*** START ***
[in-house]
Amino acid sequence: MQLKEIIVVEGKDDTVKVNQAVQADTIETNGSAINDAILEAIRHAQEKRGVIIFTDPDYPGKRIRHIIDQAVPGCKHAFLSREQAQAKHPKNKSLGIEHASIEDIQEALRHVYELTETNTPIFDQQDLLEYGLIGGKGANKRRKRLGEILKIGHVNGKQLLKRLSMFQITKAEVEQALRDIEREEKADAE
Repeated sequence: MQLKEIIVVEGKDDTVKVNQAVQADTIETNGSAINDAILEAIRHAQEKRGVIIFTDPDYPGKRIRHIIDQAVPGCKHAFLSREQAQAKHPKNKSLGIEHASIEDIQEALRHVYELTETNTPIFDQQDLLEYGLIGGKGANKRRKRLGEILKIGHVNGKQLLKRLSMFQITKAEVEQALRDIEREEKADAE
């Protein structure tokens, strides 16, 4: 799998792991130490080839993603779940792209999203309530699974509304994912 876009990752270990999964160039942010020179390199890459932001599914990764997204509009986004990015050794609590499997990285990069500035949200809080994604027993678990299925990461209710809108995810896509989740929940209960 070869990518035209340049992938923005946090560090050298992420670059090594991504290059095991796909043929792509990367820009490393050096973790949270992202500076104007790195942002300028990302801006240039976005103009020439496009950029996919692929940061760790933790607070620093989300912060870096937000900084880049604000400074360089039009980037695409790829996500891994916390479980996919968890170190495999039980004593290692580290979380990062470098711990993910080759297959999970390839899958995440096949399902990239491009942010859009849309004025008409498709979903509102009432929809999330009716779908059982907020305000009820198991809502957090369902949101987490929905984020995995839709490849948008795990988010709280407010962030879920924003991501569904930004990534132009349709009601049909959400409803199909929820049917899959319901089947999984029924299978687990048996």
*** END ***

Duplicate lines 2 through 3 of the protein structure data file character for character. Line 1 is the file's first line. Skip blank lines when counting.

Amino acid sequence: MQLKEIIVVEGKDDTVKVNQAVQADTIETNGSAINDAILEAIRHAQEKRGVIIFTDPDYPGKRIRHIIDQAVPGCKHAFLSREQAQAKHPKNKSLGIEHASIEDIQEALRHVYELTETNTPIFDQQDLLEYGLIGGKGANKRRKRLGEILKIGHVNGKQLLKRLSMFQITKAEVEQALRDIEREEKADAE
Repeated sequence: MQLKEIIVVEGKDDTVKVNQAVQADTIETNGSAINDAILEAIRHAQEKRGVIIFTDPDYPGKRIRHIIDQAVPGCKHAFLSREQAQAKHPKNKSLGIEHASIEDIQEALRHVYELTETNTPIFDQQDLLEYGLIGGKGANKRRKRLGEILKIGHVNGKQLLKRLSMFQITKAEVEQALRDIEREEKADAE